In fact, it is exactly this approach that led to the victory of the right in the first place. Rather than wage an all-out struggle against the Blairite fifth column in the PLP, the leaders of the Labour left unfortunately chose to pursue a strategy of conciliation, compromise, and appeasement.
A section of the Socialist Campaign Group of Labour MPs has now taken this approach to its extreme, forming a new ‘left’ group that will seek to work with and alongside Starmer and the right wing.
The truth of the matter, however, is that the Labour right cannot be reasoned with or compromised with. For them, it is rule or ruin. This is because they are establishment agents within the party, representing enemy class interests – those of capitalism and big business.
Unfortunately, the left reformists’ soft, woolly approach to fighting the right stems from their soft, woolly politics, seeking to compromise with capitalism, and not do away with it.
Unions in ferment
One can sympathise with Pidcock’s resignation. With the party swinging to the right, and the Labour left largely demoralised and in disarray, it is understandable that she feels her efforts are better spent elsewhere.
Indeed, while Labour is moving to the right, the trade unions are shifting to the left.
Under Sharon Graham’s leadership, for example, Unite the Union has been on a warpath against the bosses, with members fighting for pay increases in a record number of disputes in recent months.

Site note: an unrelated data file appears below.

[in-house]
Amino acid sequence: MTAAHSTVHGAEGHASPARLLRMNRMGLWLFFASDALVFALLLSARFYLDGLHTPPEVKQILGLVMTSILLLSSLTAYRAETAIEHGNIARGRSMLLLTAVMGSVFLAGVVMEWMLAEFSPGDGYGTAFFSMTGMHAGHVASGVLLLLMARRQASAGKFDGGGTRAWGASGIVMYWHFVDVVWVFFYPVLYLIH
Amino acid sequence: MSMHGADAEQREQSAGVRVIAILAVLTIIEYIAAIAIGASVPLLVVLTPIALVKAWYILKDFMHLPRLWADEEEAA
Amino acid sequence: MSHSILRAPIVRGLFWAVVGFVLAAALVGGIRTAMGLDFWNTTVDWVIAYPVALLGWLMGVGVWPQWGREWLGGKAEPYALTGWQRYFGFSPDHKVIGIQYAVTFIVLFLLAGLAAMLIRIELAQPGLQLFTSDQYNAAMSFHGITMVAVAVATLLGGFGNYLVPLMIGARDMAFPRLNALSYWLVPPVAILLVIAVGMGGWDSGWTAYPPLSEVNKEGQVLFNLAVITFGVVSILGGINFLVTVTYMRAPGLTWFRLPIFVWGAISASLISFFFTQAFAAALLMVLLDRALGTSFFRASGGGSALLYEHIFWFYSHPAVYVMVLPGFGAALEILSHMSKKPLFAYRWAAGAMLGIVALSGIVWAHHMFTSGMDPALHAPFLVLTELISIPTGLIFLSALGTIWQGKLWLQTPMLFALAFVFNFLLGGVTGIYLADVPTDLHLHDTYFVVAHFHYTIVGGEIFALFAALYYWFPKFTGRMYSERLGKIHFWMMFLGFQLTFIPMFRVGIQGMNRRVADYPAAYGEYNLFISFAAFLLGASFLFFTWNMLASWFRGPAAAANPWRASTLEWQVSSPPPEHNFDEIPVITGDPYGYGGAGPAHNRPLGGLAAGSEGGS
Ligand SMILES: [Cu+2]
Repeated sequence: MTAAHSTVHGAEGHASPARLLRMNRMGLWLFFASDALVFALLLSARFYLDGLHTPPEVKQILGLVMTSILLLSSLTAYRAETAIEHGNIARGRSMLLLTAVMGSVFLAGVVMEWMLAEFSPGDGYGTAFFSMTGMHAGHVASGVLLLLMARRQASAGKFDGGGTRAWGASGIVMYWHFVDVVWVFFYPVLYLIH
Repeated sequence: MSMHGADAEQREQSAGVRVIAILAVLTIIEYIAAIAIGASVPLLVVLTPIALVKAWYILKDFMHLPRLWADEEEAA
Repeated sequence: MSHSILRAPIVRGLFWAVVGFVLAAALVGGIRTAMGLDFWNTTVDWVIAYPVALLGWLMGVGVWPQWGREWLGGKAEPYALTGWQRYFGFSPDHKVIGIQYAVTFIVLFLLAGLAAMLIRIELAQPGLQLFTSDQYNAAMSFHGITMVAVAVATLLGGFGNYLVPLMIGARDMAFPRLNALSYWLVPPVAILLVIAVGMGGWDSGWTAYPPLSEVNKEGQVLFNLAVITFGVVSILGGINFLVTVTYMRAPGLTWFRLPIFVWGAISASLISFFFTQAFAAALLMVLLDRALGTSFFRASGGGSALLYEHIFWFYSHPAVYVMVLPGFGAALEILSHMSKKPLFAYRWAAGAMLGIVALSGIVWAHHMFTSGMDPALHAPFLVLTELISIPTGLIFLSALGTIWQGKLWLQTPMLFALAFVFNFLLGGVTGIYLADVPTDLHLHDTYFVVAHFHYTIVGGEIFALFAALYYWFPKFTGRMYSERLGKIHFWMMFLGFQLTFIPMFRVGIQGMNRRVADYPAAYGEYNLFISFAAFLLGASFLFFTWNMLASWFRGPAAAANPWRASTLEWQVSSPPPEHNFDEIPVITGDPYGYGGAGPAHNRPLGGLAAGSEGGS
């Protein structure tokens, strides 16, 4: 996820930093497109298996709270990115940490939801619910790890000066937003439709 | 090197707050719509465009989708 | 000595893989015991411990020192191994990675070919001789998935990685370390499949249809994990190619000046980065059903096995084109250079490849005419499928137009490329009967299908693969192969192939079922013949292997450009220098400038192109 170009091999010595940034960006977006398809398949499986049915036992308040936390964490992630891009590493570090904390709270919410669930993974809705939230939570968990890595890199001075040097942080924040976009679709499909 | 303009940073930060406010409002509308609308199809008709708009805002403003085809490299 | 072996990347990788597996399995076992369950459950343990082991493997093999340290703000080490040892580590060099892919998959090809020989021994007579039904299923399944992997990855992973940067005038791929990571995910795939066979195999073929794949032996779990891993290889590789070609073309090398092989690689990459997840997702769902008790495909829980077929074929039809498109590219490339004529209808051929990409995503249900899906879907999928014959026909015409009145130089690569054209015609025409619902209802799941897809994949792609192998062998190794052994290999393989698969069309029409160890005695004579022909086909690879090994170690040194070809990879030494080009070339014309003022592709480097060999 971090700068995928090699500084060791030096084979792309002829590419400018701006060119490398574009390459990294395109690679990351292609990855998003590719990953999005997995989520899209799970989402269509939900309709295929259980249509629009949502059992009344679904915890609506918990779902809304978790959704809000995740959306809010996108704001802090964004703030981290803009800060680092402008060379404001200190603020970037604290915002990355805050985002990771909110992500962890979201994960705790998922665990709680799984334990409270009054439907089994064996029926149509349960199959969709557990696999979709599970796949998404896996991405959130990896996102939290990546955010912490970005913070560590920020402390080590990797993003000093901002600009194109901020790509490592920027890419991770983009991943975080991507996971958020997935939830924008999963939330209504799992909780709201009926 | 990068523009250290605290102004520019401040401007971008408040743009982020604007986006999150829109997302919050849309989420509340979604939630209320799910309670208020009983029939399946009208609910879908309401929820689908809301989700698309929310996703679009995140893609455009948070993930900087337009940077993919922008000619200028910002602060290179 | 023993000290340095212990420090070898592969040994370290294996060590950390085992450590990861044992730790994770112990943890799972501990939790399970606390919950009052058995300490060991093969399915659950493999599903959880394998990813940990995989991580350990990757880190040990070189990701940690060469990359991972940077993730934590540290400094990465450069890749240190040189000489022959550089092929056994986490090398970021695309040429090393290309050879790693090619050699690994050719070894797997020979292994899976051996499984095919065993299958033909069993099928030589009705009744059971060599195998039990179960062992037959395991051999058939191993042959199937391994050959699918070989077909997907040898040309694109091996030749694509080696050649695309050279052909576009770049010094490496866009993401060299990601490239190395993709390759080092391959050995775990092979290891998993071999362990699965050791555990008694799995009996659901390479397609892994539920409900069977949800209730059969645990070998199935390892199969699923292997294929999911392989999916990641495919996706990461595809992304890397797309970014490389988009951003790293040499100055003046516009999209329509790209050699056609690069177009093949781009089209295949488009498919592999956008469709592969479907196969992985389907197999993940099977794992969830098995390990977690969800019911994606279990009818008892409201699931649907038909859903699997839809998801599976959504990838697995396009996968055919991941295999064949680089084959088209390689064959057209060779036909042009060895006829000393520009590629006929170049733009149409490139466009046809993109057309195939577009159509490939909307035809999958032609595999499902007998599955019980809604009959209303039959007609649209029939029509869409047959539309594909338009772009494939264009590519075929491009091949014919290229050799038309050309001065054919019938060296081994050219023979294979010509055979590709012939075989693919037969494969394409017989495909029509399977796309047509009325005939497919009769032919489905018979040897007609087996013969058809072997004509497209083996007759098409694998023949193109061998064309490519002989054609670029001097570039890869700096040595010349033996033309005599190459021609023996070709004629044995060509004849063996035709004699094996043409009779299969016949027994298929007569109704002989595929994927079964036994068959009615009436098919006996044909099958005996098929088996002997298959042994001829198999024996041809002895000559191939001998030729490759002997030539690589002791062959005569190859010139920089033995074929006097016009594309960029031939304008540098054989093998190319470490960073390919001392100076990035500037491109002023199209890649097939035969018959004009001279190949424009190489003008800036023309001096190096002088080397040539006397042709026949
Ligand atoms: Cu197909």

And importantly, Unison – once the bastion of the right wing in the labour movement – now has a left NEC.
Meanwhile, other unions like the UCU and the RMT are under pressure from their members to take action and fight back. This will only increase as the cost of living catastrophe facing families across Britain begins to bite.
Sooner or later, this radicalism may feed back into the Labour Party and transform the balance of forces within it.
Until then, it is these key struggles in the trade unions that left activists should be getting involved with and supporting.
What’s more, the lessons of the Corbyn movement should be carried into the struggles taking place in the unions. Compromise and collaboration with those who seek to hamper and dampen the militancy of rank-and-file members cannot be tolerated.
Instead, we must fight to transform the organisations of the working class into fighting organisations, fit for purpose.
Join the Marxists!
The key lesson of the Corbyn movement is the need for bold leadership, armed with determination and a clear perspective on the way forward.
The left reformists are demoralised and directionless because they have no confidence in the working class; no vision for genuine change – for the socialist transformation of society.
Capitalism is in its deepest ever crisis, however, with no end in sight. And industrial battles will continue to intensify as the class struggle heats up, in Britain and internationally. In the process, new layers of workers, determined to fight, will be drawn into action, shaking up the status quo.
The need for a resolute leadership – a Marxist leadership which understands that capitalism cannot be patched up, but must be overthrown – will become all the more necessary.
This means building the forces of Marxism, in the labour movement and on the streets. We urge all those wanting to fight back against the Tories and the bosses to join us in this task.